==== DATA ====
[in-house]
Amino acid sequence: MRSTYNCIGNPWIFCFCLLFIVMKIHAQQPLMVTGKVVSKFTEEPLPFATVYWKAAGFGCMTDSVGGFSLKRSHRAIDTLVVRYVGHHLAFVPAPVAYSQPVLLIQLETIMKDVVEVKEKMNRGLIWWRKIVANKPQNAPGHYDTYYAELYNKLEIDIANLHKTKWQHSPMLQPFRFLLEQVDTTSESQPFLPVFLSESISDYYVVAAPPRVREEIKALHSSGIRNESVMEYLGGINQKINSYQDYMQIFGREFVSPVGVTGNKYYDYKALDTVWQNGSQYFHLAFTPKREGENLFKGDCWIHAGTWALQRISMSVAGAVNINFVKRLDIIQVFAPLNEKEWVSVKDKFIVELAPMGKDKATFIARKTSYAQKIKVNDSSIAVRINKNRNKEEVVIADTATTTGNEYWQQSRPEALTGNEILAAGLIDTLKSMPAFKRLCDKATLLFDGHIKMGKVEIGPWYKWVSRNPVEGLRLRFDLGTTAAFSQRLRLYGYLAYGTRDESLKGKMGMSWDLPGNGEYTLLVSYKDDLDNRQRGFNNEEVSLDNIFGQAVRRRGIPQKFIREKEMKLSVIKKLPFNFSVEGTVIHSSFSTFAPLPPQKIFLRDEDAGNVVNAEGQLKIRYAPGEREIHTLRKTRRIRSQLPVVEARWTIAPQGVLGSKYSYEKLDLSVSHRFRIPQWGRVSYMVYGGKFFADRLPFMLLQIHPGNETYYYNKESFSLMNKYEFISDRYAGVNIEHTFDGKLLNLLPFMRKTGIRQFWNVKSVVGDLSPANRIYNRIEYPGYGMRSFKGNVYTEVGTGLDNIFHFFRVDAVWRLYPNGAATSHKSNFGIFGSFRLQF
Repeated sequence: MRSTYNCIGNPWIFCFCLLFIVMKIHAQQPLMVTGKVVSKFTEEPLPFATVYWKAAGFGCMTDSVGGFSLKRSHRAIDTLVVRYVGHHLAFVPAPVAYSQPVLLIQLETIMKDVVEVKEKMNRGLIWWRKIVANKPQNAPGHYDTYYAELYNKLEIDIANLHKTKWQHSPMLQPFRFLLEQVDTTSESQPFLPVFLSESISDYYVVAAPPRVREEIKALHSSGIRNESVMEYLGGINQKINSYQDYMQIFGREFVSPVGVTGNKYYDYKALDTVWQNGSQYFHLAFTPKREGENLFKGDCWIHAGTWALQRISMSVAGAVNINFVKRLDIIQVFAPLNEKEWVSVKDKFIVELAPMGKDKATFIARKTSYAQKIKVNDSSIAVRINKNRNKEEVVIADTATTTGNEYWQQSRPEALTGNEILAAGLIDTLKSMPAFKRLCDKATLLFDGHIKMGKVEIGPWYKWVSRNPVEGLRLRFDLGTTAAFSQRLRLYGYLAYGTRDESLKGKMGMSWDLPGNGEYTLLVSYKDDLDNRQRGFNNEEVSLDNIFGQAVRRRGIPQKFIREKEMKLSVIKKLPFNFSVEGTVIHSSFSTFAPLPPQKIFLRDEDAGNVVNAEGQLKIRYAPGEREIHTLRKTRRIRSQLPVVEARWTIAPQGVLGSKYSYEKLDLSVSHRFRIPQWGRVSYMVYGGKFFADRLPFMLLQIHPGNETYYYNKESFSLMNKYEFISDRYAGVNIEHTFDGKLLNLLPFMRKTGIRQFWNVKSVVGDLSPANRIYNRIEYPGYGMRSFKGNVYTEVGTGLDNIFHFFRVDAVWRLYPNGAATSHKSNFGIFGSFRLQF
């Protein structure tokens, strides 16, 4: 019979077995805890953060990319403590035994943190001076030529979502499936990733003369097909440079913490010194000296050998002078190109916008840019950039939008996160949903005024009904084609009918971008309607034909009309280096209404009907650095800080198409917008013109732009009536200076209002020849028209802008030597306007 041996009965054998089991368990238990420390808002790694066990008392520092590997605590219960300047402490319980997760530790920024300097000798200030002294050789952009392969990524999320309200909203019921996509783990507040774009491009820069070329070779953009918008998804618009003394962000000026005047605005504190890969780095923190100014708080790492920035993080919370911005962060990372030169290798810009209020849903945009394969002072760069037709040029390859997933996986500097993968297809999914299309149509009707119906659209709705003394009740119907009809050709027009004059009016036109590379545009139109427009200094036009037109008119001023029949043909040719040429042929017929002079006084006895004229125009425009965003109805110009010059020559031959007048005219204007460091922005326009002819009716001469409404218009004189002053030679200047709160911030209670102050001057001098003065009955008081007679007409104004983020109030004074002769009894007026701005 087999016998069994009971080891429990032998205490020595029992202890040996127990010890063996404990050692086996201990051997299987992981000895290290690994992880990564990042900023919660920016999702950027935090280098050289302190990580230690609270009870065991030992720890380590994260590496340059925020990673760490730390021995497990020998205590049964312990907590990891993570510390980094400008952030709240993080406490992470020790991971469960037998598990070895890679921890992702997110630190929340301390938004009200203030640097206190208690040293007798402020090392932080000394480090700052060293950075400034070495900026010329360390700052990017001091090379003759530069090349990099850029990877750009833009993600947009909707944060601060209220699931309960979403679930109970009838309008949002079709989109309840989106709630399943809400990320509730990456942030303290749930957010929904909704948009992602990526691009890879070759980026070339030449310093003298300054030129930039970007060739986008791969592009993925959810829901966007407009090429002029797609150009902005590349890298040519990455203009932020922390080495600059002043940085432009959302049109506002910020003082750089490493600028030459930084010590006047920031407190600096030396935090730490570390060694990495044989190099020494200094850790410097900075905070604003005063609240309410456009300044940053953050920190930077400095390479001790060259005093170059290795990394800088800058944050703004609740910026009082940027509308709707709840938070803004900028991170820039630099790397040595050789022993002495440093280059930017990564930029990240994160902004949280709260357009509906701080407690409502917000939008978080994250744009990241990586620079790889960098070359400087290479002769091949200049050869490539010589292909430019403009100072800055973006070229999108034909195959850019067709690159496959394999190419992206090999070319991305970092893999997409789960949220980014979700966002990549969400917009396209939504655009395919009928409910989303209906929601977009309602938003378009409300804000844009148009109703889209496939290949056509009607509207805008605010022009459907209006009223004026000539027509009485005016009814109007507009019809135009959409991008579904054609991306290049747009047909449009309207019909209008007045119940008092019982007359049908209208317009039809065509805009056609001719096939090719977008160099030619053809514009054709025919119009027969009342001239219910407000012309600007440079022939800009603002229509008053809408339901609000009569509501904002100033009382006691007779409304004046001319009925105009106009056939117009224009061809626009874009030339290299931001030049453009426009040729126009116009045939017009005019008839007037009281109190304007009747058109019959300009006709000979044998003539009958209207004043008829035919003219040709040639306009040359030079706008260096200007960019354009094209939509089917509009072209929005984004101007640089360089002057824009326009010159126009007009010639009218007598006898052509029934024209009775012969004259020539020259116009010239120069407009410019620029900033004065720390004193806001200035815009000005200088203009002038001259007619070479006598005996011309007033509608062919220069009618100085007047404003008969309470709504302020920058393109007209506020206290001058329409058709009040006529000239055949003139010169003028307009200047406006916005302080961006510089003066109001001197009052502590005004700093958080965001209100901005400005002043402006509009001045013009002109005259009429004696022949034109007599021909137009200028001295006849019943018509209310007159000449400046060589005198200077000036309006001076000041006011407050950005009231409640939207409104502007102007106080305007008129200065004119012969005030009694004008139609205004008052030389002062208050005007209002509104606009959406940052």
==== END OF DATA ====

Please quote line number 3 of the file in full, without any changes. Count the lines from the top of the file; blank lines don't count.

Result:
Repeated sequence: MRSTYNCIGNPWIFCFCLLFIVMKIHAQQPLMVTGKVVSKFTEEPLPFATVYWKAAGFGCMTDSVGGFSLKRSHRAIDTLVVRYVGHHLAFVPAPVAYSQPVLLIQLETIMKDVVEVKEKMNRGLIWWRKIVANKPQNAPGHYDTYYAELYNKLEIDIANLHKTKWQHSPMLQPFRFLLEQVDTTSESQPFLPVFLSESISDYYVVAAPPRVREEIKALHSSGIRNESVMEYLGGINQKINSYQDYMQIFGREFVSPVGVTGNKYYDYKALDTVWQNGSQYFHLAFTPKREGENLFKGDCWIHAGTWALQRISMSVAGAVNINFVKRLDIIQVFAPLNEKEWVSVKDKFIVELAPMGKDKATFIARKTSYAQKIKVNDSSIAVRINKNRNKEEVVIADTATTTGNEYWQQSRPEALTGNEILAAGLIDTLKSMPAFKRLCDKATLLFDGHIKMGKVEIGPWYKWVSRNPVEGLRLRFDLGTTAAFSQRLRLYGYLAYGTRDESLKGKMGMSWDLPGNGEYTLLVSYKDDLDNRQRGFNNEEVSLDNIFGQAVRRRGIPQKFIREKEMKLSVIKKLPFNFSVEGTVIHSSFSTFAPLPPQKIFLRDEDAGNVVNAEGQLKIRYAPGEREIHTLRKTRRIRSQLPVVEARWTIAPQGVLGSKYSYEKLDLSVSHRFRIPQWGRVSYMVYGGKFFADRLPFMLLQIHPGNETYYYNKESFSLMNKYEFISDRYAGVNIEHTFDGKLLNLLPFMRKTGIRQFWNVKSVVGDLSPANRIYNRIEYPGYGMRSFKGNVYTEVGTGLDNIFHFFRVDAVWRLYPNGAATSHKSNFGIFGSFRLQF